Luther, Liturgical Writings

Piper, Adrian M. S. “Ten Commandments of Philosophical Writing.”

Roman Catholic Mass, The, 1570

Liturgies of the Western Church: Selected and Introduced by Bard Thompson. Philadelphia: Fortress Press, 1961.

Thompson, Philip E. “Baptists and Liturgy—The Very Idea!” Review and Expositor 100:3 (Summer 2003): 317–323.

Westminster Directory, The, 1643.

Witvliet, John. “Toward a Liturgical Aesthetic.”

Here is my syllabus for Comparative Liturgies (MUMIN 4262), Mondays from 2:00-3:50.

Church Music Education I

taught by Robert Pendergraft

A survey and analysis of educational philosophies influencing church music education and the development of sequential learning in music activity groups and choirs for children, youth, and adults. Specific emphasis is given to educational methods and materials and appropriate literature for the development of children’s choirs in a local church music ministry.

Seminar in Arts, Architecture, and Aesthetics

taught by Scott Aniol

A study of the relationship of arts, architecture, and aesthetics as related to the creation and development of a local church and community arts ministry. The course consists of readings, discussion, article and book presentations, and a final research paper.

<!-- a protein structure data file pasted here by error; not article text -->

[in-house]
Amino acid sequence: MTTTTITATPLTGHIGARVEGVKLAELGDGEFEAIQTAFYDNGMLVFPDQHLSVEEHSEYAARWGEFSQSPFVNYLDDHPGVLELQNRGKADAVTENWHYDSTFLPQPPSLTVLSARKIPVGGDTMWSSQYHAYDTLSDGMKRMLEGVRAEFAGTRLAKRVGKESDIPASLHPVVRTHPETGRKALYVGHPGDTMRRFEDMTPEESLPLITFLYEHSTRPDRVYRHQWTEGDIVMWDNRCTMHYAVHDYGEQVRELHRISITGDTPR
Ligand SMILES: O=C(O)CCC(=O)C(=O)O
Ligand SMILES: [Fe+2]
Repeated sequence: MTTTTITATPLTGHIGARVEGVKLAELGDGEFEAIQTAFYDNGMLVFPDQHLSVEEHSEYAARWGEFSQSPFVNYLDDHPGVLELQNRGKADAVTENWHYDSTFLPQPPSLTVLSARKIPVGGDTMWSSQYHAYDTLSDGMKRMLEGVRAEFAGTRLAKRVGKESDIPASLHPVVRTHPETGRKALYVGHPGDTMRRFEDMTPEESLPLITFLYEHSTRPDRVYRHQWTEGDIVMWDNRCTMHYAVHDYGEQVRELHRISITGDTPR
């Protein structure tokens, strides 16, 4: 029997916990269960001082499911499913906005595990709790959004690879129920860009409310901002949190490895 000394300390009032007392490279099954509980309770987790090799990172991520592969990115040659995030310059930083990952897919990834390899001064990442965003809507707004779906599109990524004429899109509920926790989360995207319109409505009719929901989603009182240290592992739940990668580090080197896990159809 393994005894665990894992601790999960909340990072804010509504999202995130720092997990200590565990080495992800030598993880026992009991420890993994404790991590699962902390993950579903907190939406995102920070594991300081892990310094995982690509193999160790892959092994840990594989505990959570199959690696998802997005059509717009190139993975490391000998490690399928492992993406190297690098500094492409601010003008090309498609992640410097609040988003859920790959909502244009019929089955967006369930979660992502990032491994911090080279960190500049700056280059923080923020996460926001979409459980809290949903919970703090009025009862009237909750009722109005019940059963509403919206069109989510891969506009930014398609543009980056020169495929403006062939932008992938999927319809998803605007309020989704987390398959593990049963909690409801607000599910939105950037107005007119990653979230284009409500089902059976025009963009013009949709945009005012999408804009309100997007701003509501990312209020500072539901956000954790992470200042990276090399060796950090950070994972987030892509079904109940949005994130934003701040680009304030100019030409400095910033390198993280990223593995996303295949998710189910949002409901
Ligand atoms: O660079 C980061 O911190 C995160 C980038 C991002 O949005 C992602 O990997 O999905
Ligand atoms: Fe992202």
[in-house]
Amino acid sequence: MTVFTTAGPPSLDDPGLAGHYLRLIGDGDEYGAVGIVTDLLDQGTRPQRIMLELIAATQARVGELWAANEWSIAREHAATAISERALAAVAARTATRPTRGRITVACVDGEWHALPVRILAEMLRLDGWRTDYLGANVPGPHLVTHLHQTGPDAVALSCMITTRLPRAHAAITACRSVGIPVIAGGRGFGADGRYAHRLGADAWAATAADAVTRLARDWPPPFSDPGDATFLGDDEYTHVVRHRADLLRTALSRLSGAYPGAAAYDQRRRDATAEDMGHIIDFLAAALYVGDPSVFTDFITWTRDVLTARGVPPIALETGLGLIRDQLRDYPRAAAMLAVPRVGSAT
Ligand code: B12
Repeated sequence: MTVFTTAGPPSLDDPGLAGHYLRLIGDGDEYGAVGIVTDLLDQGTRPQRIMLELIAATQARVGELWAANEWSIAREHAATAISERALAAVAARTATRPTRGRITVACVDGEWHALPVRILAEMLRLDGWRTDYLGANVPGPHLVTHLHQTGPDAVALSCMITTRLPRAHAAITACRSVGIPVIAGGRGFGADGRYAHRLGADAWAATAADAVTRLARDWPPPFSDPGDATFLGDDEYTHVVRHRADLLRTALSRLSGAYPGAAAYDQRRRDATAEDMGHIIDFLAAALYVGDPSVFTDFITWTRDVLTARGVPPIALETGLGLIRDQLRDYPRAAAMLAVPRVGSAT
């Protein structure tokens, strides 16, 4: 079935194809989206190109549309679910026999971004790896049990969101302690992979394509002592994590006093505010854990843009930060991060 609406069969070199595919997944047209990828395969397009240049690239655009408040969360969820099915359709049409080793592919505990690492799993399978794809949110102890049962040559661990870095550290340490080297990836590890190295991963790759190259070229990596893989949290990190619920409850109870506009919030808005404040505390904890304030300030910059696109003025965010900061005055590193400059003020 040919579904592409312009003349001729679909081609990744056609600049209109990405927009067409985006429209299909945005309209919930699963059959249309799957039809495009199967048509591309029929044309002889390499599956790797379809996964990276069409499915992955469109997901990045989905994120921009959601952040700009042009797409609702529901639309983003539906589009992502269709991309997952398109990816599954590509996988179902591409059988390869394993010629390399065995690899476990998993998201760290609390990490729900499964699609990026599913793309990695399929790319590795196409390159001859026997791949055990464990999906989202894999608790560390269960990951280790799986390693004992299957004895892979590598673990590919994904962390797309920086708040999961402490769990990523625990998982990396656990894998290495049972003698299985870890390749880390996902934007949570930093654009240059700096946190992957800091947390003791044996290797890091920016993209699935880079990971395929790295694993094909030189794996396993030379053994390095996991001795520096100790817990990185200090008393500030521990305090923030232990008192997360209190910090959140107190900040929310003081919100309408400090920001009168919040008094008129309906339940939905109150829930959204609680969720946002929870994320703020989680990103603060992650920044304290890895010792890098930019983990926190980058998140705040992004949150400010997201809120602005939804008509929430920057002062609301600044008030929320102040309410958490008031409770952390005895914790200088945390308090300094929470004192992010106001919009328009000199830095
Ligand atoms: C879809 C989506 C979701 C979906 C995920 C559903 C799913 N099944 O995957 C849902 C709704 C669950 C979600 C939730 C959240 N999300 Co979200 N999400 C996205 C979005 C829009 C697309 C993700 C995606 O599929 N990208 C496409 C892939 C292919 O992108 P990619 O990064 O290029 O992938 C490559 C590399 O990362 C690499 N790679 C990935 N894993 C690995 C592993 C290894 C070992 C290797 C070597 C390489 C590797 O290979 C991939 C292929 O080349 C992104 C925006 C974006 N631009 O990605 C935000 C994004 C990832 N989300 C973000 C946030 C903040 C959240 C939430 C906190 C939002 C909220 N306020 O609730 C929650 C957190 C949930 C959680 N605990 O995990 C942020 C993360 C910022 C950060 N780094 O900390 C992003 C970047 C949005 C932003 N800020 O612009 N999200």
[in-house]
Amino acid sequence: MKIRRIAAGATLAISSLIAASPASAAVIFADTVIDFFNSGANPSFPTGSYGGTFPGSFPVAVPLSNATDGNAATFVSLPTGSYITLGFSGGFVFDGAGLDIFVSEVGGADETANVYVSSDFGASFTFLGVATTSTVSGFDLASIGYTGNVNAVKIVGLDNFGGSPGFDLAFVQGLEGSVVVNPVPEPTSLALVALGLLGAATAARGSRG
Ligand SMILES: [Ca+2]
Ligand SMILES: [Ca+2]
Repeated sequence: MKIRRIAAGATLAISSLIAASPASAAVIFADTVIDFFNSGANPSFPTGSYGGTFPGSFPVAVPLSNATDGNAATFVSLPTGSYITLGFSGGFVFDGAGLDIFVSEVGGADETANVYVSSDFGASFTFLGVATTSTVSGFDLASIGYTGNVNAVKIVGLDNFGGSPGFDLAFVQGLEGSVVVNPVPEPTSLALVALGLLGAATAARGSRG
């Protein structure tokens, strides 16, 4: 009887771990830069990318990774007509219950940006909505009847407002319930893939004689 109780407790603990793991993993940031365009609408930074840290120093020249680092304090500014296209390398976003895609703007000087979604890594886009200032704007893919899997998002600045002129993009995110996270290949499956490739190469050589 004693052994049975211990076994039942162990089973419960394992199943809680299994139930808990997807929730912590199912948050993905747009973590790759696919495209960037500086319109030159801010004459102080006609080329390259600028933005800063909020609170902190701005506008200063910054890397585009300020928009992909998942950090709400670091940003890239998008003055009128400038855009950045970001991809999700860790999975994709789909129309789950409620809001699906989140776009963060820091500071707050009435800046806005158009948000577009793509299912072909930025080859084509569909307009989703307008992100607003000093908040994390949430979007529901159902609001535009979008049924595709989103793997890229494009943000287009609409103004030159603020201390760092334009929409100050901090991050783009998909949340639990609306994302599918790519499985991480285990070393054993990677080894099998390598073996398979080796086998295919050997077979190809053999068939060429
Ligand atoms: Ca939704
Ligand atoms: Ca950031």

Required Texts:

Davies, Stephen. The Philosophy of Art. Malden, MA: Wiley-Blackwell, 2006.

Ryken, Leland. The Liberated Imagination: Thinking Christianly About the Arts. Eugene, OR: Wipf & Stock, 2005.

Additional Reading:

Chudnoff, Elijah. A Guide to Philosophical Writing. Cambridge, MA: Harvard University.

DeYoung, Kevin, and Greg Gilbert. What Is the Mission of the Church? Making Sense of Social Justice, Shalom, and the Great Commission. Wheaton: Crossway, 2011.

Gordon, T. David. “Finding Beauty Where God Finds Beauty: A Biblical Foundation of Aesthetics.” Artistic Theologian 1 (Fall 2012): 16–20.

Hendricks, William L. “Southern Baptists and the Arts.” Review and Expositor 87, no. 4 (1990): 550–562.

Hodges, John Mason. “Aesthetics and the Place of Beauty in Worship.” Reformation and Revival 9, no. 3 (2000): 58–76.

Kaplan, Abraham. “The Aesthetics of the Popular Arts.” The Journal of Aesthetics and Art Criticism 24, no. 3 (n.d.): 351–64.